Decision receives high marks in Lansing
Lansing School District officials said they were pleased with the Kansas Supreme Court's ruling that the Legislature hadn't met its constitutional mandate to adequately fund public schools and must take action on the issue by April.
While the ruling wasn't specific in its directions to lawmakers, district officials see the decision as a step in the right direction.
"We know that the state needs to spend more money, and the decision affirms that," said Randal Bagby, Lansing schools superintendent. "I'm very optimistic that they'll do something. The big question is, how much?"
Bagby said he hoped the ruling would serve as a catalyst to look at the formula used to determine how much money each of the state's 301 public school districts receives.
School Board President Shelly Gowdy said when she heard about the decision she did a "happy dance."
"What they're finding is what we've all been saying for a while now," Gowdy said. "I'm hoping with the April 12 deadline the Legislature will jump on this and do the right thing."
Bagby and Gowdy weren't the only district officials who saw the decision as a good sign for Lansing schools' future.
Lansing Intermediate School Principal Jan Jorgensen said she saw the ruling as a reason for optimism. She added that resources had been tight lately.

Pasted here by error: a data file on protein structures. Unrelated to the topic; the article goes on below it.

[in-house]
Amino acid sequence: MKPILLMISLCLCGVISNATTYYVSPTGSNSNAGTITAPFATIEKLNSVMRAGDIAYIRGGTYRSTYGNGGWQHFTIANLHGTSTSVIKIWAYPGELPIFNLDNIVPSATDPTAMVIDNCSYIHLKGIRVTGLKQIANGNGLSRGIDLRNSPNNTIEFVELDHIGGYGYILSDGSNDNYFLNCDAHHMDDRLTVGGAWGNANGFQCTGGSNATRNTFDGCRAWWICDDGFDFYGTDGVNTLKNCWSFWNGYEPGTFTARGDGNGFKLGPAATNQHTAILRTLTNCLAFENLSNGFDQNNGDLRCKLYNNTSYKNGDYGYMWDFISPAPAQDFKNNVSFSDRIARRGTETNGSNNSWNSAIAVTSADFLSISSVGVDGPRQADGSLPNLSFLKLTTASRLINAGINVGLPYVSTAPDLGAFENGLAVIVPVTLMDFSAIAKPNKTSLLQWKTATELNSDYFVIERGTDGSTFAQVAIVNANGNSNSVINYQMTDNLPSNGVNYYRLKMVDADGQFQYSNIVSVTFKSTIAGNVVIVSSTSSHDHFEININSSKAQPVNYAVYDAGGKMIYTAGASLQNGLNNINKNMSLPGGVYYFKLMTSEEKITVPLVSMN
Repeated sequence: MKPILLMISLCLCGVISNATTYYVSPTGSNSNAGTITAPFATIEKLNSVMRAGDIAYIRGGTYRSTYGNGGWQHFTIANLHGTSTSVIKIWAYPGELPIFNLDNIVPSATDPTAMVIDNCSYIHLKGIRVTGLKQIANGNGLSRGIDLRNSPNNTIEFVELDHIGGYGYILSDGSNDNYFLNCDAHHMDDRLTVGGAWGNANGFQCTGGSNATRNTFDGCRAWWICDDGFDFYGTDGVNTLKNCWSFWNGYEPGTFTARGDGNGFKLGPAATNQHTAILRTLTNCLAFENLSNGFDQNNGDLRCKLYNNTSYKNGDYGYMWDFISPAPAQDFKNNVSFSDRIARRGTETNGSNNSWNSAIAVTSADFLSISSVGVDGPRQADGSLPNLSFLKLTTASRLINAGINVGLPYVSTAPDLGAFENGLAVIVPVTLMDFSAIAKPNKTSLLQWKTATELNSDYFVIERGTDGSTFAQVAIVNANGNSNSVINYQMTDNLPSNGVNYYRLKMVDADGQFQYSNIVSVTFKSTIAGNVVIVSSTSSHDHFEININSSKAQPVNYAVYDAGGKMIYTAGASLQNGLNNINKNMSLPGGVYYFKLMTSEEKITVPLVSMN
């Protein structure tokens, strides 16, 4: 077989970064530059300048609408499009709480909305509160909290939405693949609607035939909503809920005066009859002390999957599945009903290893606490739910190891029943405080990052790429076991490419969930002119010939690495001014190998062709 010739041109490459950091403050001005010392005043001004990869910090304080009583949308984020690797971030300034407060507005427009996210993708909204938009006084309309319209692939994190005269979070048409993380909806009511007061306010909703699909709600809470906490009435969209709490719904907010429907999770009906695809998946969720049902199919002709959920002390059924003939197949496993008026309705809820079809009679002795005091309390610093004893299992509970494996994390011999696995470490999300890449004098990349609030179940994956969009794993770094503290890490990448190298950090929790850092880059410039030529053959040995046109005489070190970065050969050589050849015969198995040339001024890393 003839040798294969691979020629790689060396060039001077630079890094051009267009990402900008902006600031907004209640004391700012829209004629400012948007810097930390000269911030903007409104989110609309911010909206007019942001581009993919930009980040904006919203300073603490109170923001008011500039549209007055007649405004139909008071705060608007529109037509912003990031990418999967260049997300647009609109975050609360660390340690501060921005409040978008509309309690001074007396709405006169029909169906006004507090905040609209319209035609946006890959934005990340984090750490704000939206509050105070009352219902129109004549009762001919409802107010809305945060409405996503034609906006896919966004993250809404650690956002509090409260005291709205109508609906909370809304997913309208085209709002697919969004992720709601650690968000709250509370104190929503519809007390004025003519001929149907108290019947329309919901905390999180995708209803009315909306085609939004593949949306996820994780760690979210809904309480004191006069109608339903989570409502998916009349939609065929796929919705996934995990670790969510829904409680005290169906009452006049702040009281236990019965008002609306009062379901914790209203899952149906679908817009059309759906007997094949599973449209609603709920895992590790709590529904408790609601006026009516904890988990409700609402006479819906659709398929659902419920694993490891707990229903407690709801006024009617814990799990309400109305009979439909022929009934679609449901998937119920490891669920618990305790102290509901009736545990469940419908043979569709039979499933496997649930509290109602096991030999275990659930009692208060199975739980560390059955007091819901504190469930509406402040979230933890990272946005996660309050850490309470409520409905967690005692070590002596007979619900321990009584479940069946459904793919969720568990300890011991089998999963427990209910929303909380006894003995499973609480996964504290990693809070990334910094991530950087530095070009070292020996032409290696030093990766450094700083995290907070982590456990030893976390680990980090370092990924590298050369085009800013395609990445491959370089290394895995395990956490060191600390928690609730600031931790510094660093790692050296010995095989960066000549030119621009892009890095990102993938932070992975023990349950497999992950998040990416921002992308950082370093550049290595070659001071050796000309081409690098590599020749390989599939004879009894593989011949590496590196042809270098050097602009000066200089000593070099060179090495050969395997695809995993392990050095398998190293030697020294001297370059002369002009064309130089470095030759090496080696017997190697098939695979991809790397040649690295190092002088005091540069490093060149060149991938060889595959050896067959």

"I really hope that we do get more funding, because we obviously need it," Jorgensen said. "The cost of educating all the students is increasing."
Gowdy said with resources stretched as tightly as they had been, some district needs had been stalled.
"If they increase the base pay per day per pupil, it would mean we'd get more funding from the state to pay for our curriculum," Gowdy said. "We've put a lot of things on hold as far as purchases regarding textbooks and technology."
Bagby said he thought the money would help the district to better serve students and allow administrators to worry less about the cost of maintaining programs.
Gowdy said that cost had caused a constant struggle for the district.
"We've had to be very, very cautious about our spending because it has remained flat for three years and our costs have increased," she said.
Gowdy also pointed to the amount of money the district spends on special education. State and federal funding covers 85 percent of the cost of special education, leaving 15 percent for districts to cover.
"It's a federally and state-mandated program," Gowdy said of special education programs. "Federally mandated programs should be fully funded by the government. They want achievement goals but haven't backed us up with the money to make sure we can meet those goals."
Bagby said he was looking forward to seeing what comes of the ruling.
"Really it's a very positive thing," he said. "The other side is I'm very hopeful the Legislature will act on it."